Saylan, the executive director of the Ocean Conservation Society, and Blumstein, a biology professor at the University of California-Los Angeles, say that one basic problem is political polarization: Environmentalism is widely considered a political label rather than an obligation shared by all citizens. Its politicization, say Saylan and Blumstein, began in earnest with the 1962 publication of Silent Spring and the vitriolic industry attacks on its claims. In the decades that followed, as activists battled industry laws and regulations, both sides contributed to the widening ideological divide. The cause came to be seen not as a common interest of all but as the special interest of a few.

Saylan and Blumstein say it’s time to restore the true meaning. “Environmentalism is not an option like choosing one’s religion or political affiliation,” they write. “It is a responsibility and fundamental aspect of cohesive society.”

While schools should not prescribe politics, and many aspects of moral education are and should be left to families, the authors point out that educators don’t hesitate to teach broadly held values such as respect for law and order and the importance of voting. So, too, should schools teach respect for the life-support system known as the natural world, and for its inherent limits.

Messing around in wet leaves is not enough. Everyone must also understand essential scientific concepts such as the complexity of ecological relationships. And that’s not all. “Without our appreciation of beauty, the dormant poetry in our surroundings goes unnoticed,” they write. “Students, and indeed all citizens, need the capacity to see intangible value in things: forests simply for the sake of the forest; the expanse of wilderness simply because it is alive, primal, and fiercely beautiful.”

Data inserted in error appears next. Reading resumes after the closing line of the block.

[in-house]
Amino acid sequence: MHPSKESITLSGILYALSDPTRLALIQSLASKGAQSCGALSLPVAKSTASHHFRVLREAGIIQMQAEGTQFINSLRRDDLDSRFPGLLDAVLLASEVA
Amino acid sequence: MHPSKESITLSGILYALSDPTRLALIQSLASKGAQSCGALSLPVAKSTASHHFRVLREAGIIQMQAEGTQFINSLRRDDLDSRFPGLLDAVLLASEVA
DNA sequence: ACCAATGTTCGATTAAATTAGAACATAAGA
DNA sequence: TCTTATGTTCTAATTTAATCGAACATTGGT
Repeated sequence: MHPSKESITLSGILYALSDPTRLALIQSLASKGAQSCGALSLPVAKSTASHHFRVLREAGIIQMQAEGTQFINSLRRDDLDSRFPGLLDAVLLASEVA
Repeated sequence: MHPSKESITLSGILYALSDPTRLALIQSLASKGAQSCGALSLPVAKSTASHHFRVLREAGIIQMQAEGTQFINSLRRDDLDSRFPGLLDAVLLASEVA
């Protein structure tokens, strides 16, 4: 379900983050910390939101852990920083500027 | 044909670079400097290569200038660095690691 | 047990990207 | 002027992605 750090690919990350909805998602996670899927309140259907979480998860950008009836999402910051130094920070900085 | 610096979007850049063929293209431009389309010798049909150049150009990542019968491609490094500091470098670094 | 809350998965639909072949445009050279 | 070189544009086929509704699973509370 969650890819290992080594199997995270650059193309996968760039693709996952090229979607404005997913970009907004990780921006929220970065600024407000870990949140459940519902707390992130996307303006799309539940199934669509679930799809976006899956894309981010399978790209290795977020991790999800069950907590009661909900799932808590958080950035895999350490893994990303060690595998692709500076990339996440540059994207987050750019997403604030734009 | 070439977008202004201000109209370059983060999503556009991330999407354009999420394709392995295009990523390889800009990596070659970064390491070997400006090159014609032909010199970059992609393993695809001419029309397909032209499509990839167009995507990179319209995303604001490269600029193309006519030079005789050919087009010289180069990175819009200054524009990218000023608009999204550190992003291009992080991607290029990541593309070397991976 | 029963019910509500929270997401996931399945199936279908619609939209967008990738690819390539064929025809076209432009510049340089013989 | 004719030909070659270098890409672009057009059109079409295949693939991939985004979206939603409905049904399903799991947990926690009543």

Easier said than done, of course. Saylan and Blumstein emphasize that this far-reaching job extends beyond underpaid, standardized-test-constrained educators to parents and communities. They recommend top-down reforms, such as adding new standards into curriculum, but in the end most of their solutions are both humbler and more ambitious: Students should learn the theory and practice of environmental citizenship in large and small ways throughout their school days, and the rest of their daily lives. Teachers and parents can and should push for institutional changes while finding ways to engage students in the wonder of the world and the magnitude of the problems it faces.